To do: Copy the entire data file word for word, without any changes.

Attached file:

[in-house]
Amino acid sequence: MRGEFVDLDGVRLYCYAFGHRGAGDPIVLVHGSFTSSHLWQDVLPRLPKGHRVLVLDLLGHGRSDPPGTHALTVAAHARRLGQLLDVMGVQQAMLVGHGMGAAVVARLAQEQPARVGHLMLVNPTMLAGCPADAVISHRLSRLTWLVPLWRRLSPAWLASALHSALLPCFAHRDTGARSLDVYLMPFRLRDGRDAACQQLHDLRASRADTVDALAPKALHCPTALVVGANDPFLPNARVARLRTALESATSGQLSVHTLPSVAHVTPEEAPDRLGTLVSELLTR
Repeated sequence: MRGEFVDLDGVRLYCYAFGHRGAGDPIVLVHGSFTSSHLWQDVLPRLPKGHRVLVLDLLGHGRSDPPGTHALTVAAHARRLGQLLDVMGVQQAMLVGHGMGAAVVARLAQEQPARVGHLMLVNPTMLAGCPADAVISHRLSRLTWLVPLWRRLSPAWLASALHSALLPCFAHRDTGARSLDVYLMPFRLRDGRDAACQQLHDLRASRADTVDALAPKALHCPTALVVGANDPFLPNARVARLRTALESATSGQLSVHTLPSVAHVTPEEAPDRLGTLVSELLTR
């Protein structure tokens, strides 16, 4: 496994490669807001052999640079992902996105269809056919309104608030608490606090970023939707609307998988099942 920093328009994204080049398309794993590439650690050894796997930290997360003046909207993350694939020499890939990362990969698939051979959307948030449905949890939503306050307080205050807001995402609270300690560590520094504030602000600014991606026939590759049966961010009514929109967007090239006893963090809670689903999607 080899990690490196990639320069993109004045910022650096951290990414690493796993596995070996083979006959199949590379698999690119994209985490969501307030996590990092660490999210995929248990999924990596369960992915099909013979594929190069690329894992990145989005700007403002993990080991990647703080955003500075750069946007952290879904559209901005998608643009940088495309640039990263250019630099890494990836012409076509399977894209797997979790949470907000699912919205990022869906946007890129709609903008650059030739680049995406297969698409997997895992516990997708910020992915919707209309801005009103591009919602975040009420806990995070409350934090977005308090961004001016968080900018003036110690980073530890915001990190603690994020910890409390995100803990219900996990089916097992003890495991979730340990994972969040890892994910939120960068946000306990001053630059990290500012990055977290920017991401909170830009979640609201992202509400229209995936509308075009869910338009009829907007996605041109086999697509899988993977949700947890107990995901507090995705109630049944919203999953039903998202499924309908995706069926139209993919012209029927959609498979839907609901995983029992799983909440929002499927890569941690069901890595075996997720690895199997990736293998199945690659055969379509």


[in-house]
Amino acid sequence: MRGEFVDLDGVRLYCYAFGHRGAGDPIVLVHGSFTSSHLWQDVLPRLPKGHRVLVLDLLGHGRSDPPGTHALTVAAHARRLGQLLDVMGVQQAMLVGHGMGAAVVARLAQEQPARVGHLMLVNPTMLAGCPADAVISHRLSRLTWLVPLWRRLSPAWLASALHSALLPCFAHRDTGARSLDVYLMPFRLRDGRDAACQQLHDLRASRADTVDALAPKALHCPTALVVGANDPFLPNARVARLRTALESATSGQLSVHTLPSVAHVTPEEAPDRLGTLVSELLTR
Repeated sequence: MRGEFVDLDGVRLYCYAFGHRGAGDPIVLVHGSFTSSHLWQDVLPRLPKGHRVLVLDLLGHGRSDPPGTHALTVAAHARRLGQLLDVMGVQQAMLVGHGMGAAVVARLAQEQPARVGHLMLVNPTMLAGCPADAVISHRLSRLTWLVPLWRRLSPAWLASALHSALLPCFAHRDTGARSLDVYLMPFRLRDGRDAACQQLHDLRASRADTVDALAPKALHCPTALVVGANDPFLPNARVARLRTALESATSGQLSVHTLPSVAHVTPEEAPDRLGTLVSELLTR
């Protein structure tokens, strides 16, 4: 496994490669807001052999640079992902996105269809056919309104608030608490606090970023939707609307998988099942 920093328009994204080049398309794993590439650690050894796997930290997360003046909207993350694939020499890939990362990969698939051979959307948030449905949890939503306050307080205050807001995402609270300690560590520094504030602000600014991606026939590759049966961010009514929109967007090239006893963090809670689903999607 080899990690490196990639320069993109004045910022650096951290990414690493796993596995070996083979006959199949590379698999690119994209985490969501307030996590990092660490999210995929248990999924990596369960992915099909013979594929190069690329894992990145989005700007403002993990080991990647703080955003500075750069946007952290879904559209901005998608643009940088495309640039990263250019630099890494990836012409076509399977894209797997979790949470907000699912919205990022869906946007890129709609903008650059030739680049995406297969698409997997895992516990997708910020992915919707209309801005009103591009919602975040009420806990995070409350934090977005308090961004001016968080900018003036110690980073530890915001990190603690994020910890409390995100803990219900996990089916097992003890495991979730340990994972969040890892994910939120960068946000306990001053630059990290500012990055977290920017991401909170830009979640609201992202509400229209995936509308075009869910338009009829907007996605041109086999697509899988993977949700947890107990995901507090995705109630049944919203999953039903998202499924309908995706069926139209993919012209029927959609498979839907609901995983029992799983909440929002499927890569941690069901890595075996997720690895199997990736293998199945690659055969379509």